Hermetic Library fellow T Polyphilus reviews The Nomad of Time by Michael Moorcock.
Eisenhower is reported to have said privately: “Before the bomb was used, I would have said yes, I was sure we could keep the peace with Russia. Now, I don’t know. Until now I would have said that we three, Britain with her mighty fleet, America with the strongest air force, and Russia with the strongest land force on the continent, we three could have guaranteed the peace of the world for a long, long time to come. But now, I don’t know. People are frightened and disturbed all over. Everyone feels insecure again.”
The Nomad of Time is a book club omnibus of Michael Moorcock’s three Oswald Bastable novels. These books first published in the 1970s are sometimes characterized as seminal steampunk, on account of their re-imagining of the technological development of the early 20th century, the conspicuous presence of airships, and the Edwardian character of the protagonist. (Bastable’s name is borrowed from that of a child narrator in several Victorian books by E. Nesbit.) Each of the three novels presents a variant of 20th-century history, in which geopolitical and technological conditions vary. In all, however, Bastable finds himself near the center of critical events concerning global warfare, and he comes to feel a considerable guilty responsibility for his role, although he is more victim than perpetrator.
Although the titles may evoke Edgar Rice Burroughs, if these books contain pastiche or homage to another author, it is certainly H.G. Wells, for both the scientific and political elements as well as the period setting. There is a documentary conceit established in The Warlord of the Air, according to which Bastable was an acquaintance of Moorcock’s grandfather, and the first two novels are simply presentations of text found among the papers of the older Moorcock’s estate. The third novel purports to be a Bastable manuscript delivered directly to grandson Michael through a more fantastic agency.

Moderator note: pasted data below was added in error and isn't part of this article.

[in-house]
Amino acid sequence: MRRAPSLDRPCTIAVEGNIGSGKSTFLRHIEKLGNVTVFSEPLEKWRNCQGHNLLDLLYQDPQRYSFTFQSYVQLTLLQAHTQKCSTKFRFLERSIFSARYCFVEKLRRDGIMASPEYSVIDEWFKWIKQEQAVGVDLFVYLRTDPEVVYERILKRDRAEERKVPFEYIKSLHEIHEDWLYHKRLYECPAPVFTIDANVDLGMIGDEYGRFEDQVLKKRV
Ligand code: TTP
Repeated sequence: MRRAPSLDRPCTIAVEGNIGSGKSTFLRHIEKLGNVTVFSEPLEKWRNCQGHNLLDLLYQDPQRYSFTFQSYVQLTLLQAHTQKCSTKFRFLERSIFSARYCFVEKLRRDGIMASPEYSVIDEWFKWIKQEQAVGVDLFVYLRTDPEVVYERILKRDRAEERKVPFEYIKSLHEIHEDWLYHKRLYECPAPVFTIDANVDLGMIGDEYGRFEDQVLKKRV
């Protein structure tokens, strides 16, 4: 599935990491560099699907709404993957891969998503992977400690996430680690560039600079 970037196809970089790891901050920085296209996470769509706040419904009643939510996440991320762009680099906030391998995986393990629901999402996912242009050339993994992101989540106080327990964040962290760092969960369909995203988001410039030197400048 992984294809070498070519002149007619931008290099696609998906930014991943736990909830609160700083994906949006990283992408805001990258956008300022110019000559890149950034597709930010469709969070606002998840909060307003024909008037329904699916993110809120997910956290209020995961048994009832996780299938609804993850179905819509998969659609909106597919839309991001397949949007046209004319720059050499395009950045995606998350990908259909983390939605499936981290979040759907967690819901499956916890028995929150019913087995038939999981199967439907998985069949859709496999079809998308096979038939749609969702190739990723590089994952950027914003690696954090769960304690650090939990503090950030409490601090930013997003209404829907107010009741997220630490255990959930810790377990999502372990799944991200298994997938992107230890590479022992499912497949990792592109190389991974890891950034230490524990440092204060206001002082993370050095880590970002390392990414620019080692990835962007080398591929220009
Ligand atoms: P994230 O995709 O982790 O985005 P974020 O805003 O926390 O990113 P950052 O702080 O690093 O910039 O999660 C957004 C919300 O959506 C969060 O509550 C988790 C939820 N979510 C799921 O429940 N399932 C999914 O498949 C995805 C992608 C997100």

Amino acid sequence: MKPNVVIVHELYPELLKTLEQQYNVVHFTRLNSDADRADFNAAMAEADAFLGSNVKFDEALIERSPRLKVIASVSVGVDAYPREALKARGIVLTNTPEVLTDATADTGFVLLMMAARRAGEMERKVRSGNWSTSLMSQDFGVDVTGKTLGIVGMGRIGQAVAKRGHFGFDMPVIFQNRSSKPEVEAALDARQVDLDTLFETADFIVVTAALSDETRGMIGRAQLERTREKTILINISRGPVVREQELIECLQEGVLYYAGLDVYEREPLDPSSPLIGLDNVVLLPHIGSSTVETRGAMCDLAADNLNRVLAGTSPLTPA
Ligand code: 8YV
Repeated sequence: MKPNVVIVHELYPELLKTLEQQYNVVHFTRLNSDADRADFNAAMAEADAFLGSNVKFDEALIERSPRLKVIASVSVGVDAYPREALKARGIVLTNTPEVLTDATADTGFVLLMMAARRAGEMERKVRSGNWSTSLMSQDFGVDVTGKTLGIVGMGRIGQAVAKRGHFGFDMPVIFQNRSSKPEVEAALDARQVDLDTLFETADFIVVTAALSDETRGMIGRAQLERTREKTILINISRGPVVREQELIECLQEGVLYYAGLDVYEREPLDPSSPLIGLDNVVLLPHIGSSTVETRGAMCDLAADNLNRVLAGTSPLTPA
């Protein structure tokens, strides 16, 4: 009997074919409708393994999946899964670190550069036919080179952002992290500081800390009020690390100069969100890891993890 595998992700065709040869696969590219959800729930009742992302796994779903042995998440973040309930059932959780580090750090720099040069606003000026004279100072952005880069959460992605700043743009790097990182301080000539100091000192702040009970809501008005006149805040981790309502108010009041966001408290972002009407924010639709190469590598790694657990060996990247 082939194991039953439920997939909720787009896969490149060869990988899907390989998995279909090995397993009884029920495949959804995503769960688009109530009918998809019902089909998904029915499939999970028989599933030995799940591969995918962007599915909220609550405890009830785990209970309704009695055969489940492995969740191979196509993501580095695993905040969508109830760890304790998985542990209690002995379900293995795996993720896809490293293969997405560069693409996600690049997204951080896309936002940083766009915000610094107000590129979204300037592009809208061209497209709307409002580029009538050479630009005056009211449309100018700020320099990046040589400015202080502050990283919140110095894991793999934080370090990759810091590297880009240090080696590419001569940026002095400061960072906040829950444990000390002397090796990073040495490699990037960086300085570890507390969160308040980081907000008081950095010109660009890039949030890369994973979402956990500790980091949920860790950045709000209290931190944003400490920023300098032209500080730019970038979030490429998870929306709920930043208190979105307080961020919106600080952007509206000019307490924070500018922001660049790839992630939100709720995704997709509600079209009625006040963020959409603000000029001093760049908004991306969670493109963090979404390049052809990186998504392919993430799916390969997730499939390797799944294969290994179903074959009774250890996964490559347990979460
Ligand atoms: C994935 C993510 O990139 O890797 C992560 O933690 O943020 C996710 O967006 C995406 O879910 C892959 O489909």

In this series, Moorcock gives actual historical personalities new roles in the variant histories that he presents. For instance, in The Land Leviathan Mahatma Gandhi features as the president of the idyllic South African republic of Bantustan. The “Steel Tsar” of the third book is (unsurprisingly) an otherworld variant of Lenin. The Ukranian revolutionary Nestor Makhno is conscripted to serve as a mouthpiece for some of Moorcock’s own Kropotkin-inflected political views toward the close of the third book. The 20th-century event that seems to have the greatest metaphysical significance in The Nomad of Time is the first detonation of a nuclear fission bomb. In fact, the atomic bomb is to this trilogy pretty much what the Death Star is to the original Star Wars trilogy, although Moorcock’s political sensibilities are quite different than those of George Lucas!
Bastable connects with Moorcock’s Eternal Champion hyperwork primarily through some incidental appearances in the Jerry Cornelius stories and the End of Time books. But the only intruder from Moorcock’s fantasy multiverse in The Nomad of Time is Temporal Adventurer Una Persson, who figures in all three of the Bastable books. There is one solitary mention of the dialectic of Law and Chaos in the third Bastable novel, but throughout the three, the forces of Empire and Revolution seem to be the masks worn by Moorcock’s cosmic polarity. Bastable is a professedly non-introspective character, a dogged survivor who prefers to be in the role of a man of action, but the books brim with moral anxiety and confused loyalties. [via]